IowaBiodieselBoardLogoWhile we’ve heard a lot about the federal $1-a-gallon biodiesel tax incentive, there’s some state credits that could help producers stay competitive. The Iowa Biodiesel Board has asked lawmakers in Des Moines to extend the .02 per gallon refundable credit for the first 25 million gallons of biodiesel produced in any single plant.

The incentive is set to expire at the end of calendar year 2014, but Senate File 2333 would extend the credit through 2019.

During the Iowa Biodiesel Board’s annual Biodiesel Day on the Hill event today, IBB said the state legislation is necessary to mitigate impact from potential changes to the federal Renewable Fuel Standard, provide some market certainty and keep Iowa competitive with surrounding states.

“Unless changes are made to current federal biodiesel policy, we will likely see significant nationwide consolidation of production capacity,” said Grant Kimberley, executive director of IBB. “The extension of the biodiesel producer incentive will encourage production to remain in Iowa, substantially benefiting Iowa’s economy and biofuels leadership position.”

The Iowans point out that their neighboring states have become more aggressive in their promotion of biodiesel, such as Missouri’s production incentive of $.30 per gallon on the first 15 million gallons produced and Illinois’ exemption from state sales tax on blends of biodiesel higher than 10 percent, and producers in the Hawkeye State need this incentive to stay competitive.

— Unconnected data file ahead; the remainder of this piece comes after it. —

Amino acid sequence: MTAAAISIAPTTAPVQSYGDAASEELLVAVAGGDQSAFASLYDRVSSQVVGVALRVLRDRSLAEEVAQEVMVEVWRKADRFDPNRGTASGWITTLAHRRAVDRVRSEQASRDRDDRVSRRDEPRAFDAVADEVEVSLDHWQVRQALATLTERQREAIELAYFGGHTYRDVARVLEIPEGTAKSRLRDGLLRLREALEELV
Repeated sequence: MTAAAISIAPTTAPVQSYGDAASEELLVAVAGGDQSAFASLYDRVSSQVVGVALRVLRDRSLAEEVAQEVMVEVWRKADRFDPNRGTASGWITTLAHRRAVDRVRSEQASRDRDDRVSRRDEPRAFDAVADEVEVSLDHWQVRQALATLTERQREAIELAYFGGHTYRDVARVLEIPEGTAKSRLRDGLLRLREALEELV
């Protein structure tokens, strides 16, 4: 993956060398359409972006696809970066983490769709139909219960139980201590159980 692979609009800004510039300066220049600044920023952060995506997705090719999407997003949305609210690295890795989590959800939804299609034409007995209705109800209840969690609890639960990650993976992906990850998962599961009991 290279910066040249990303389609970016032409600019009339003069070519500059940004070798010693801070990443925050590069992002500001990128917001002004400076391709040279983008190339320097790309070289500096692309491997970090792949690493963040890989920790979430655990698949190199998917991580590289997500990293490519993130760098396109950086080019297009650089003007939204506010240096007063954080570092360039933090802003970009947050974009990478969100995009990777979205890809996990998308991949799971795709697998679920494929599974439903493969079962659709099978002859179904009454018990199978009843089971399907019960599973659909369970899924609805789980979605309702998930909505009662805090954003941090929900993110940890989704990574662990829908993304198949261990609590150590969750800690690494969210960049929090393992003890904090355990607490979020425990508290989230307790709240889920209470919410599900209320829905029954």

The bill to extend the credit passed out of the state Senate Ways and Means Committee earlier this week.

Biodiesel Tax Credit Impacts for Blenders, Producers

us-capitol-fiscal-cliff-voteIf the biodiesel tax credit is extended, it could change the way producers and blenders value the incentive. This article from Biodiesel Magazine weighs how renewal of the federal $1-a-gallon biodiesel blenders credit could be changed to provide more incentives for producers.

If there is a possibility of the tax credit being reinstated retroactively for 2014, there would be a monetary value placed on the option to apply for and receive the tax credit when reinstated. Since the credit goes to the person blending the biodiesel from B100 to B99.9 by adding 0.1 percent ultra-low sulfur diesel (ULSD), buyers of biodiesel should pay a premium for B100 over B99.9. If there was no hope of the tax credit being reinstated, there would be no price differential between B99.9 and B100, and we can assume that the actual value of the premium for B100 over B99.9 is a function of the probability of reinstatement.

The article goes on to explain how the “Biodiesel Tax Incentive Reform and Extension Act of 2014,” sponsored by Sens. Maria Cantwell (D-WA) and Chuck Grassley (R-IA), would change the credit to a producer’s credit, and not one for blenders. That could change the calculus in figuring if it would pass as proposed, eliminating some options for the blenders out there.

When Cows Fly: Tallow-to-Biodiesel to Fuel Aviation